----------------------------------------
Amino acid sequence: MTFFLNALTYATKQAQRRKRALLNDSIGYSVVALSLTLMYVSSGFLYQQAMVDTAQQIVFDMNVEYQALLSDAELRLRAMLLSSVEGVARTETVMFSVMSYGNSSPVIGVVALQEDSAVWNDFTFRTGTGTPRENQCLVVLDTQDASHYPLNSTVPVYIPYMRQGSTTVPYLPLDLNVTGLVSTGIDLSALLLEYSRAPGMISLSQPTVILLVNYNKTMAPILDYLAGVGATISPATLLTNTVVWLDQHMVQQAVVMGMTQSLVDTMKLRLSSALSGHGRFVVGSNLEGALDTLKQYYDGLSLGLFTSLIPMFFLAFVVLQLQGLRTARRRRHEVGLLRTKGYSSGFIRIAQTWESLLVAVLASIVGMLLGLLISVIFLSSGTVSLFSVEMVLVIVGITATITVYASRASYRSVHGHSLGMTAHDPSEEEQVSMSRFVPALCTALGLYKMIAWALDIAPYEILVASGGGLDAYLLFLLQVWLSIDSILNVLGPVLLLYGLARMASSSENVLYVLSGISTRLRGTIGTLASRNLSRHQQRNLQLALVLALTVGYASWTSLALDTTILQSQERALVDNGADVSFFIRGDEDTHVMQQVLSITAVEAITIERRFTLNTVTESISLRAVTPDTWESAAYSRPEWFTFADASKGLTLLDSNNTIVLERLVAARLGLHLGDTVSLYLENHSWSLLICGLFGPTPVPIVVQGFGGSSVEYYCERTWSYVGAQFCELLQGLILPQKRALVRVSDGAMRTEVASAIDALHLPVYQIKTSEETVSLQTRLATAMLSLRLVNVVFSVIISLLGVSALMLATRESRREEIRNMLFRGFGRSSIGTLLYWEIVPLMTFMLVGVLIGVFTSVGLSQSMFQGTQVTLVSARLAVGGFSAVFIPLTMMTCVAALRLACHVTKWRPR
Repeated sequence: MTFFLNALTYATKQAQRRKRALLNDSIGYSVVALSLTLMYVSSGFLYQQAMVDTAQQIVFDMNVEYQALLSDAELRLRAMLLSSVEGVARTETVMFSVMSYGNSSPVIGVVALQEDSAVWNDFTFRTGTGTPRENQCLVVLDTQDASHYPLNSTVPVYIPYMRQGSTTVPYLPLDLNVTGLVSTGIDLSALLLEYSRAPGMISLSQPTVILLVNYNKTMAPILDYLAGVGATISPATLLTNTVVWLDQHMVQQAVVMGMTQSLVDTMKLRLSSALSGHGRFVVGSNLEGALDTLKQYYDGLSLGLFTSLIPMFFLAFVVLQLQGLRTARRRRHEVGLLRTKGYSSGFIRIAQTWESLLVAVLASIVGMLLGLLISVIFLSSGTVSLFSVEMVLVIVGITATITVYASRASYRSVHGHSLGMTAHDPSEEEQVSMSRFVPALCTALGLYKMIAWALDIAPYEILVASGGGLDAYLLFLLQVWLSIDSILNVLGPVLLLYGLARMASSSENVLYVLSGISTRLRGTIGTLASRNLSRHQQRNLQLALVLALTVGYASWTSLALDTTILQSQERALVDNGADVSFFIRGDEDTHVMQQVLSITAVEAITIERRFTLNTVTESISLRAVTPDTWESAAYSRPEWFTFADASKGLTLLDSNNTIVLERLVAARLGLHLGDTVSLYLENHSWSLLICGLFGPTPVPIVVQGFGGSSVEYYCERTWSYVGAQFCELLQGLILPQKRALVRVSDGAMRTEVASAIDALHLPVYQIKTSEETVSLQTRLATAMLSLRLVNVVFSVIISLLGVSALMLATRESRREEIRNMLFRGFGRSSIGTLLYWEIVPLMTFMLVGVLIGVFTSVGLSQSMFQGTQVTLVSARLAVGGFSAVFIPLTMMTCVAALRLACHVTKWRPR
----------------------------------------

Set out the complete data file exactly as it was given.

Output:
Amino acid sequence: MTFFLNALTYATKQAQRRKRALLNDSIGYSVVALSLTLMYVSSGFLYQQAMVDTAQQIVFDMNVEYQALLSDAELRLRAMLLSSVEGVARTETVMFSVMSYGNSSPVIGVVALQEDSAVWNDFTFRTGTGTPRENQCLVVLDTQDASHYPLNSTVPVYIPYMRQGSTTVPYLPLDLNVTGLVSTGIDLSALLLEYSRAPGMISLSQPTVILLVNYNKTMAPILDYLAGVGATISPATLLTNTVVWLDQHMVQQAVVMGMTQSLVDTMKLRLSSALSGHGRFVVGSNLEGALDTLKQYYDGLSLGLFTSLIPMFFLAFVVLQLQGLRTARRRRHEVGLLRTKGYSSGFIRIAQTWESLLVAVLASIVGMLLGLLISVIFLSSGTVSLFSVEMVLVIVGITATITVYASRASYRSVHGHSLGMTAHDPSEEEQVSMSRFVPALCTALGLYKMIAWALDIAPYEILVASGGGLDAYLLFLLQVWLSIDSILNVLGPVLLLYGLARMASSSENVLYVLSGISTRLRGTIGTLASRNLSRHQQRNLQLALVLALTVGYASWTSLALDTTILQSQERALVDNGADVSFFIRGDEDTHVMQQVLSITAVEAITIERRFTLNTVTESISLRAVTPDTWESAAYSRPEWFTFADASKGLTLLDSNNTIVLERLVAARLGLHLGDTVSLYLENHSWSLLICGLFGPTPVPIVVQGFGGSSVEYYCERTWSYVGAQFCELLQGLILPQKRALVRVSDGAMRTEVASAIDALHLPVYQIKTSEETVSLQTRLATAMLSLRLVNVVFSVIISLLGVSALMLATRESRREEIRNMLFRGFGRSSIGTLLYWEIVPLMTFMLVGVLIGVFTSVGLSQSMFQGTQVTLVSARLAVGGFSAVFIPLTMMTCVAALRLACHVTKWRPR
Repeated sequence: MTFFLNALTYATKQAQRRKRALLNDSIGYSVVALSLTLMYVSSGFLYQQAMVDTAQQIVFDMNVEYQALLSDAELRLRAMLLSSVEGVARTETVMFSVMSYGNSSPVIGVVALQEDSAVWNDFTFRTGTGTPRENQCLVVLDTQDASHYPLNSTVPVYIPYMRQGSTTVPYLPLDLNVTGLVSTGIDLSALLLEYSRAPGMISLSQPTVILLVNYNKTMAPILDYLAGVGATISPATLLTNTVVWLDQHMVQQAVVMGMTQSLVDTMKLRLSSALSGHGRFVVGSNLEGALDTLKQYYDGLSLGLFTSLIPMFFLAFVVLQLQGLRTARRRRHEVGLLRTKGYSSGFIRIAQTWESLLVAVLASIVGMLLGLLISVIFLSSGTVSLFSVEMVLVIVGITATITVYASRASYRSVHGHSLGMTAHDPSEEEQVSMSRFVPALCTALGLYKMIAWALDIAPYEILVASGGGLDAYLLFLLQVWLSIDSILNVLGPVLLLYGLARMASSSENVLYVLSGISTRLRGTIGTLASRNLSRHQQRNLQLALVLALTVGYASWTSLALDTTILQSQERALVDNGADVSFFIRGDEDTHVMQQVLSITAVEAITIERRFTLNTVTESISLRAVTPDTWESAAYSRPEWFTFADASKGLTLLDSNNTIVLERLVAARLGLHLGDTVSLYLENHSWSLLICGLFGPTPVPIVVQGFGGSSVEYYCERTWSYVGAQFCELLQGLILPQKRALVRVSDGAMRTEVASAIDALHLPVYQIKTSEETVSLQTRLATAMLSLRLVNVVFSVIISLLGVSALMLATRESRREEIRNMLFRGFGRSSIGTLLYWEIVPLMTFMLVGVLIGVFTSVGLSQSMFQGTQVTLVSARLAVGGFSAVFIPLTMMTCVAALRLACHVTKWRPR